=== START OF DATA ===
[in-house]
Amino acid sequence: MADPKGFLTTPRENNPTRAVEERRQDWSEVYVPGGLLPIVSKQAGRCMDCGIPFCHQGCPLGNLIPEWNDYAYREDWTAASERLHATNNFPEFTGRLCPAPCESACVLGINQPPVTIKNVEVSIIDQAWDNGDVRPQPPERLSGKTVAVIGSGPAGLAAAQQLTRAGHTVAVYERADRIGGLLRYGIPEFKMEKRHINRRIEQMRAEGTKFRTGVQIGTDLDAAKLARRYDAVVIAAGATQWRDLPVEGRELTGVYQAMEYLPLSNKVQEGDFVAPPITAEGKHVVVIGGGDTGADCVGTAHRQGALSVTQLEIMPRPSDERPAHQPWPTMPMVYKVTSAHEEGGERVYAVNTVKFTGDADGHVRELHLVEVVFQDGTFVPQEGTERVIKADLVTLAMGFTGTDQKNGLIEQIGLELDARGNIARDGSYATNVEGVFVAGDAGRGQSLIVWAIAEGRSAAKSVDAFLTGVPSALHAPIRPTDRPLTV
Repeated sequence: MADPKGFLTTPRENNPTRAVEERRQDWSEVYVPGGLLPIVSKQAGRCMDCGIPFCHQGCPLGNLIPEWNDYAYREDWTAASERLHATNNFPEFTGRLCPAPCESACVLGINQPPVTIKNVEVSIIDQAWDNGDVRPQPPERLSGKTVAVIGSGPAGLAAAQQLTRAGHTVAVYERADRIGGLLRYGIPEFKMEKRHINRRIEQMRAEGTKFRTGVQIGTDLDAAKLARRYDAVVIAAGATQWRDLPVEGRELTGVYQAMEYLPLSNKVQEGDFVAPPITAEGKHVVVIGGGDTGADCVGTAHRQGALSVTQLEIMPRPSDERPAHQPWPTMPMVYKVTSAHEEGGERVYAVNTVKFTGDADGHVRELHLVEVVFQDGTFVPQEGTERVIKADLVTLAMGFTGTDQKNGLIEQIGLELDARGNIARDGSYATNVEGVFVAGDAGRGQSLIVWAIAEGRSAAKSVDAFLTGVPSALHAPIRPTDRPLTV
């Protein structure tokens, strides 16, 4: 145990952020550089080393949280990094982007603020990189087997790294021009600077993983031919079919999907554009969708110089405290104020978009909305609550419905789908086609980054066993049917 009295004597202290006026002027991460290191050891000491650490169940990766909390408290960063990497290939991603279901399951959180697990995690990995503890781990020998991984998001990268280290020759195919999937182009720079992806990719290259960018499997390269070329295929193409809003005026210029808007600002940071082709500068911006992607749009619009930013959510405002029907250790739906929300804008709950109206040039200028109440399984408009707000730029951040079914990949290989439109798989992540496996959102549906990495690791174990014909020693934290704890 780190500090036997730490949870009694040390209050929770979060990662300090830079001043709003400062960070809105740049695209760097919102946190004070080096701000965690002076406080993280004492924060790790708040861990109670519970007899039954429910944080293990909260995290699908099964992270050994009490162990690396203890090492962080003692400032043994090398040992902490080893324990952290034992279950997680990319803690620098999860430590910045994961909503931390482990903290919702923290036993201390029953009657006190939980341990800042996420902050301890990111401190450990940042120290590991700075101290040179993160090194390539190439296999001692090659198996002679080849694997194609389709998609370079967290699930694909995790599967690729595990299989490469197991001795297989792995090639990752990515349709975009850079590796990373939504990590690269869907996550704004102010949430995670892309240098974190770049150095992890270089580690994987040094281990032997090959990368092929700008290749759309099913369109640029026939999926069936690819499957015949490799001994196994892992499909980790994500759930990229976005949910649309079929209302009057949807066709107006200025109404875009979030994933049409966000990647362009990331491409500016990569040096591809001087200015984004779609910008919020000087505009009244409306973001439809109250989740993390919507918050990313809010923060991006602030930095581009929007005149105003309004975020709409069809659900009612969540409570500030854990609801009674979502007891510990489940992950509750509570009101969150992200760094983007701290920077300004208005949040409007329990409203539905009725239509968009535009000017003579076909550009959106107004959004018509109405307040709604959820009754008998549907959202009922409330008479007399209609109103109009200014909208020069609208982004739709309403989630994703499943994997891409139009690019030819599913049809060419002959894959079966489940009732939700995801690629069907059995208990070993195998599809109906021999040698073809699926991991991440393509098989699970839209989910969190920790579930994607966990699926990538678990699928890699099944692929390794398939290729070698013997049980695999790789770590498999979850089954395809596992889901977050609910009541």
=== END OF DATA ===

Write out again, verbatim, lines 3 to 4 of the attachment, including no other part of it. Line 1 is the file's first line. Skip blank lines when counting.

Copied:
Repeated sequence: MADPKGFLTTPRENNPTRAVEERRQDWSEVYVPGGLLPIVSKQAGRCMDCGIPFCHQGCPLGNLIPEWNDYAYREDWTAASERLHATNNFPEFTGRLCPAPCESACVLGINQPPVTIKNVEVSIIDQAWDNGDVRPQPPERLSGKTVAVIGSGPAGLAAAQQLTRAGHTVAVYERADRIGGLLRYGIPEFKMEKRHINRRIEQMRAEGTKFRTGVQIGTDLDAAKLARRYDAVVIAAGATQWRDLPVEGRELTGVYQAMEYLPLSNKVQEGDFVAPPITAEGKHVVVIGGGDTGADCVGTAHRQGALSVTQLEIMPRPSDERPAHQPWPTMPMVYKVTSAHEEGGERVYAVNTVKFTGDADGHVRELHLVEVVFQDGTFVPQEGTERVIKADLVTLAMGFTGTDQKNGLIEQIGLELDARGNIARDGSYATNVEGVFVAGDAGRGQSLIVWAIAEGRSAAKSVDAFLTGVPSALHAPIRPTDRPLTV
């Protein structure tokens, strides 16, 4: 145990952020550089080393949280990094982007603020990189087997790294021009600077993983031919079919999907554009969708110089405290104020978009909305609550419905789908086609980054066993049917 009295004597202290006026002027991460290191050891000491650490169940990766909390408290960063990497290939991603279901399951959180697990995690990995503890781990020998991984998001990268280290020759195919999937182009720079992806990719290259960018499997390269070329295929193409809003005026210029808007600002940071082709500068911006992607749009619009930013959510405002029907250790739906929300804008709950109206040039200028109440399984408009707000730029951040079914990949290989439109798989992540496996959102549906990495690791174990014909020693934290704890 780190500090036997730490949870009694040390209050929770979060990662300090830079001043709003400062960070809105740049695209760097919102946190004070080096701000965690002076406080993280004492924060790790708040861990109670519970007899039954429910944080293990909260995290699908099964992270050994009490162990690396203890090492962080003692400032043994090398040992902490080893324990952290034992279950997680990319803690620098999860430590910045994961909503931390482990903290919702923290036993201390029953009657006190939980341990800042996420902050301890990111401190450990940042120290590991700075101290040179993160090194390539190439296999001692090659198996002679080849694997194609389709998609370079967290699930694909995790599967690729595990299989490469197991001795297989792995090639990752990515349709975009850079590796990373939504990590690269869907996550704004102010949430995670892309240098974190770049150095992890270089580690994987040094281990032997090959990368092929700008290749759309099913369109640029026939999926069936690819499957015949490799001994196994892992499909980790994500759930990229976005949910649309079929209302009057949807066709107006200025109404875009979030994933049409966000990647362009990331491409500016990569040096591809001087200015984004779609910008919020000087505009009244409306973001439809109250989740993390919507918050990313809010923060991006602030930095581009929007005149105003309004975020709409069809659900009612969540409570500030854990609801009674979502007891510990489940992950509750509570009101969150992200760094983007701290920077300004208005949040409007329990409203539905009725239509968009535009000017003579076909550009959106107004959004018509109405307040709604959820009754008998549907959202009922409330008479007399209609109103109009200014909208020069609208982004739709309403989630994703499943994997891409139009690019030819599913049809060419002959894959079966489940009732939700995801690629069907059995208990070993195998599809109906021999040698073809699926991991991440393509098989699970839209989910969190920790579930994607966990699926990538678990699928890699099944692929390794398939290729070698013997049980695999790789770590498999979850089954395809596992889901977050609910009541």